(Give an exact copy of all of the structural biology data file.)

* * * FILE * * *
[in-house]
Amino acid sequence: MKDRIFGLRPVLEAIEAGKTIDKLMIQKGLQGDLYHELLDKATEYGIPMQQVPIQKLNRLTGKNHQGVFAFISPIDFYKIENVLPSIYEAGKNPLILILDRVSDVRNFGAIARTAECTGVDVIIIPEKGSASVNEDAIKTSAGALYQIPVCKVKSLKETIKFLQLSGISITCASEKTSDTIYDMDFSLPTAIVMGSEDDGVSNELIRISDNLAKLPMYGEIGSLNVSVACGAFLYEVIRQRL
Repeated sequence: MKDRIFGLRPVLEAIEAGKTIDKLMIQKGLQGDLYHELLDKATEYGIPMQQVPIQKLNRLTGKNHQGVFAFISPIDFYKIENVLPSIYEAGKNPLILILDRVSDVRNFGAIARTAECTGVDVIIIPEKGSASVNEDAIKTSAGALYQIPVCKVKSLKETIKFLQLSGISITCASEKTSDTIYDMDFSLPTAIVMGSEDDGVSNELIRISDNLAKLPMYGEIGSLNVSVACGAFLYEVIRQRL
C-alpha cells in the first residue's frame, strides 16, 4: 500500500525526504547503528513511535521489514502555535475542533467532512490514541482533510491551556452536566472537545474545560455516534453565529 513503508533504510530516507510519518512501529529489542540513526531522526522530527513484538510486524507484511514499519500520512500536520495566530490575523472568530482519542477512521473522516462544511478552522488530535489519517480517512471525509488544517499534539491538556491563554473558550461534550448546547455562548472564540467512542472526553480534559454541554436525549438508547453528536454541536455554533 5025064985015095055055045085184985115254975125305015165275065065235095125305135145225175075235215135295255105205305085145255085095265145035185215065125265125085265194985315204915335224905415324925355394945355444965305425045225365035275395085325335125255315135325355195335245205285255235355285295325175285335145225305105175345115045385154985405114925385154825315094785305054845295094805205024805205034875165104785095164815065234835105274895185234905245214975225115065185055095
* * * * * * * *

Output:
[in-house]
Amino acid sequence: MKDRIFGLRPVLEAIEAGKTIDKLMIQKGLQGDLYHELLDKATEYGIPMQQVPIQKLNRLTGKNHQGVFAFISPIDFYKIENVLPSIYEAGKNPLILILDRVSDVRNFGAIARTAECTGVDVIIIPEKGSASVNEDAIKTSAGALYQIPVCKVKSLKETIKFLQLSGISITCASEKTSDTIYDMDFSLPTAIVMGSEDDGVSNELIRISDNLAKLPMYGEIGSLNVSVACGAFLYEVIRQRL
Repeated sequence: MKDRIFGLRPVLEAIEAGKTIDKLMIQKGLQGDLYHELLDKATEYGIPMQQVPIQKLNRLTGKNHQGVFAFISPIDFYKIENVLPSIYEAGKNPLILILDRVSDVRNFGAIARTAECTGVDVIIIPEKGSASVNEDAIKTSAGALYQIPVCKVKSLKETIKFLQLSGISITCASEKTSDTIYDMDFSLPTAIVMGSEDDGVSNELIRISDNLAKLPMYGEIGSLNVSVACGAFLYEVIRQRL
C-alpha cells in the first residue's frame, strides 16, 4: 500500500525526504547503528513511535521489514502555535475542533467532512490514541482533510491551556452536566472537545474545560455516534453565529 513503508533504510530516507510519518512501529529489542540513526531522526522530527513484538510486524507484511514499519500520512500536520495566530490575523472568530482519542477512521473522516462544511478552522488530535489519517480517512471525509488544517499534539491538556491563554473558550461534550448546547455562548472564540467512542472526553480534559454541554436525549438508547453528536454541536455554533 5025064985015095055055045085184985115254975125305015165275065065235095125305135145225175075235215135295255105205305085145255085095265145035185215065125265125085265194985315204915335224905415324925355394945355444965305425045225365035275395085325335125255315135325355195335245205285255235355285295325175285335145225305105175345115045385154985405114925385154825315094785305054845295094805205024805205034875165104785095164815065234835105274895185234905245214975225115065185055095